Why California just gave $ 15 million to 100-year-old Breed Street Shul – The Forward

A crumbling synagogue in a neighborhood long ago abandoned by the Jewish community has just received millions of dollars from the state of California. At a time when the state urgently needs affordable housing, homeless help and drought aid, you might ask yourself: “A synagogue?”

On August 10, the Breed Street Shul Project announced that California’s recently approved 2021 budget includes a $ 14.9 million allocation for the restoration of the historic Breed Street Shul in the Boyle Heights neighborhood east of downtown Los Angeles.

Proponents of generosity say the money pays a lot more than the renovation of an old school.

The money, said Stephen Sass, president of the Breed Street Shul Project, will not only renew a “culturally iconic historic” building, but will encourage collaboration among Jewish, Latin American and other minority communities in Boyle Heights and across the city.

“It’s going to be a truly transformative project,” he said.

At a news conference held outside the fenced school on Tuesday, Sass said the newly announced funds – which will be allocated to the Breed Street Shul project through a fiscal representative, as is the case with this type of government allocation – are helping become the long-time closed property in a multi-purpose social service and cultural space, one with a common work area for non-profit organizations; an event and event location; and an exhibition and gallery space focused on the unique history of Shul and the diverse heritage of Boyle Heights.

“The building has so much extraordinary potential and an infusion of resources that it felt like the right time to make a move,” said Jesse Gabriel, California State Assembly member who led the effort to secure state funds.

Another good reason for the stroke of luck? California has money – a historic budget surplus of an estimated $ 75.7 billion has given lawmakers an opportunity to remove a few items from their wish-lists.

Jesse Gabriel speaks at an August 10 press conference announcing a $ 14.9 government grant to restore Breed Street Shul.  by the striker

Courtesy Office of Congregation …

From left: Rep. Jesse Gabriel (at the lectern) was one of several elected officials and community leaders at a news conference on Aug. 10 announcing a $ 14.9 government grant for the restoration of Breed Street Shul.

The Breed Street Shul Project was one of many organizations to receive government grants in the 2021 budget. The state went from “a massive deficit to a really large surplus due to higher than expected revenues and we are trying to raise money to the organizations that support our communities,” said Gabriel, chairman of the California Legislative Jewish Caucus.

Breed Street Shul, also known as the Talmud Torah Congregation, was once the largest Orthodox community west of Chicago. Today, the 18,000-square-foot Byzantine Revival building with a Jewish star above the main entrance is a holdover from a bygone era, a time from the 1920s to the 1950s when Eastern European Jewish immigrants populated the area alongside Latinos, Japanese, and undeclared-class neighbors.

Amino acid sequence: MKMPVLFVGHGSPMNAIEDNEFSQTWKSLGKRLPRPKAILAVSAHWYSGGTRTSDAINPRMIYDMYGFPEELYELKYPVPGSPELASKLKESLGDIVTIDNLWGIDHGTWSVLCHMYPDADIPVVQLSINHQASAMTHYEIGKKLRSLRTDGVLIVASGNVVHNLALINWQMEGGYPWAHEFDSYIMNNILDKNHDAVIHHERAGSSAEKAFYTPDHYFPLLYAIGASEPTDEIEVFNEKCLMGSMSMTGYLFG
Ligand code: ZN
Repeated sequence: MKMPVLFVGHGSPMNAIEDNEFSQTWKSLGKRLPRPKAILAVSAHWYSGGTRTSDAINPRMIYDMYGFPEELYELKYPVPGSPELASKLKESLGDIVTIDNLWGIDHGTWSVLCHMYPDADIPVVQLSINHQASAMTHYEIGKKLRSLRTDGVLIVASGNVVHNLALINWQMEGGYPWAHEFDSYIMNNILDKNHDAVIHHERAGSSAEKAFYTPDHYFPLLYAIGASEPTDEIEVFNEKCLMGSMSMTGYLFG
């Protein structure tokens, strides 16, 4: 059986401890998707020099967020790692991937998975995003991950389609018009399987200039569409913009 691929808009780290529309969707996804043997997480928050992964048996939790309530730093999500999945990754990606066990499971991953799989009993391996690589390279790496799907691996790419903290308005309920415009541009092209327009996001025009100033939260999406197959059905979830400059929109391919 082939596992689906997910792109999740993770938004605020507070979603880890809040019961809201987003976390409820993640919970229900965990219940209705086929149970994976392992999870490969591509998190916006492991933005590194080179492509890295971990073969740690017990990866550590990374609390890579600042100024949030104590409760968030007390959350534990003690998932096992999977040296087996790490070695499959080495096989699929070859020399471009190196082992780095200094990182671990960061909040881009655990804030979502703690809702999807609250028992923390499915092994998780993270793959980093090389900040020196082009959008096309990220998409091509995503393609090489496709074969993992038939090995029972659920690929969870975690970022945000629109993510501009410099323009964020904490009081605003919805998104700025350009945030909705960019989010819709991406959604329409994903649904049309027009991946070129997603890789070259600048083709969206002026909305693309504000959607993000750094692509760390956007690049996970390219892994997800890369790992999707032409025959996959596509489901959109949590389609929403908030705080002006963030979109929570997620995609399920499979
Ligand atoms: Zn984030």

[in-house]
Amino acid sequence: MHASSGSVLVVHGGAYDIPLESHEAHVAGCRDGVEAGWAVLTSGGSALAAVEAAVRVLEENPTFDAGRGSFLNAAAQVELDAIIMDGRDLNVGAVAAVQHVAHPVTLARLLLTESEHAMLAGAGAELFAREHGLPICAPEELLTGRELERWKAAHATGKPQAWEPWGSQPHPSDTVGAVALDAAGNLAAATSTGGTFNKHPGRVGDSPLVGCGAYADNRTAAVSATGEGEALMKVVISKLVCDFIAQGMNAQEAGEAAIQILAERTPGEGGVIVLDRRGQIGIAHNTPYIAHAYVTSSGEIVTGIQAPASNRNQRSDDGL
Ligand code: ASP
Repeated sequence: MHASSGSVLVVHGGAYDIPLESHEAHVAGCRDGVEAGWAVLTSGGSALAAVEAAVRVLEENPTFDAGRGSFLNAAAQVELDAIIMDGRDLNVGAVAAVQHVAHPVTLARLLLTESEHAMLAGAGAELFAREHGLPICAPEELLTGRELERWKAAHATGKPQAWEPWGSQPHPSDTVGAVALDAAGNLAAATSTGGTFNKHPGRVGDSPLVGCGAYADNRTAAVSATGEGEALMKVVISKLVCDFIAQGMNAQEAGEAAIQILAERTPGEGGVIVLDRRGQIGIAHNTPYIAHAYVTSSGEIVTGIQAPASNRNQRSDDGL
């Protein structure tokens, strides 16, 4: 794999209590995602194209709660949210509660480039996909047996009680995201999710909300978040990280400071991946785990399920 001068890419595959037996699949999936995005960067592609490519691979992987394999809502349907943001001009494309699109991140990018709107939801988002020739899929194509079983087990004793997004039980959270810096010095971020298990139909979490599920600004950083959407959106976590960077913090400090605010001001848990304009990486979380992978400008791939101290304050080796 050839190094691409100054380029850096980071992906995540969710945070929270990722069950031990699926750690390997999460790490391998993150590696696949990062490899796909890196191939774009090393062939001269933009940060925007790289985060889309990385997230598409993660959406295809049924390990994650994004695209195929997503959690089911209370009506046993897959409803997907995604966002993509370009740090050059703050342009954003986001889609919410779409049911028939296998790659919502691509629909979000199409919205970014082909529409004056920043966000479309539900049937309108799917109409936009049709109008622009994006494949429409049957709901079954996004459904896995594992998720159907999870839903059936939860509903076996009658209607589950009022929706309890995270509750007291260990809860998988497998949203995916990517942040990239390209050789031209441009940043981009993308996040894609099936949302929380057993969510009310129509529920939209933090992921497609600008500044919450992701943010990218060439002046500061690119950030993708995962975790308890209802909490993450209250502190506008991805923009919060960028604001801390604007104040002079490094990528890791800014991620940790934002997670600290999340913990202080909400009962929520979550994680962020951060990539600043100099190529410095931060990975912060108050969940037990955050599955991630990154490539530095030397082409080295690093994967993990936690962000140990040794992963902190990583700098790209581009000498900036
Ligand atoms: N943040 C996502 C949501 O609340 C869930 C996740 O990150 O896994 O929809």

During the aftermath of World War II, Jews began to migrate west from Los Angeles towards Fairfax and the San Fernando Valley, and Boyle Heights became a largely Latino neighborhood.

In the 1980s, Breed Street Shul fell into disrepair due to the 1987 Whittier Narrows earthquake and the negligent management of an Orthodox rabbi who took control of the building.

After the expropriation of the building in 1999, the Breed Street Shul Project spent years seeking support for the restoration of the synagogue and its conversion into a community center for the surrounding population.

For Sass and others, Breed Street Shul is not a symbol of an ethnic enclave, but of a diverse community that serves as a model of American democracy.

Boyle Heights shows that “multiethnic communities are the norm in the United States,” George J. Sánchez, author of “Boyle Heights: How a Los Angeles Neighborhood Became the Future of American Democracy” (UC Press, 2021). said in a public conversation with the forward. “Sometimes that is hidden from us when it is in front of us.”

In 2001 the building, whose dilapidated interior is adorned with rare frescoes of the zodiac, was added to the National Registry of Historic Landmarks.

In endorsing the funding, Gabriel, whose 45th district encompasses much of the western San Fernando Valley, worked with Congregation MP Miguel Santiago, whose 53rd district includes parts of Boyle Heights.

The two met years ago at an interfaith Passover seder in the Talmud Torah of the Breed Street Shul. The building behind the main synagogue, built in 1915, served as the school’s original home and has hosted community programs for several years. The main building – the Byzantine structure – required major repairs and fundraising.

Gabriel said the approval of the funds presents a rare opportunity for unity in times of division.

“At a time in our politics when many people want to divide us, we have to consciously create places where people come together,” he said. “And this is a place that will serve as a bridge and meeting point for communities.”

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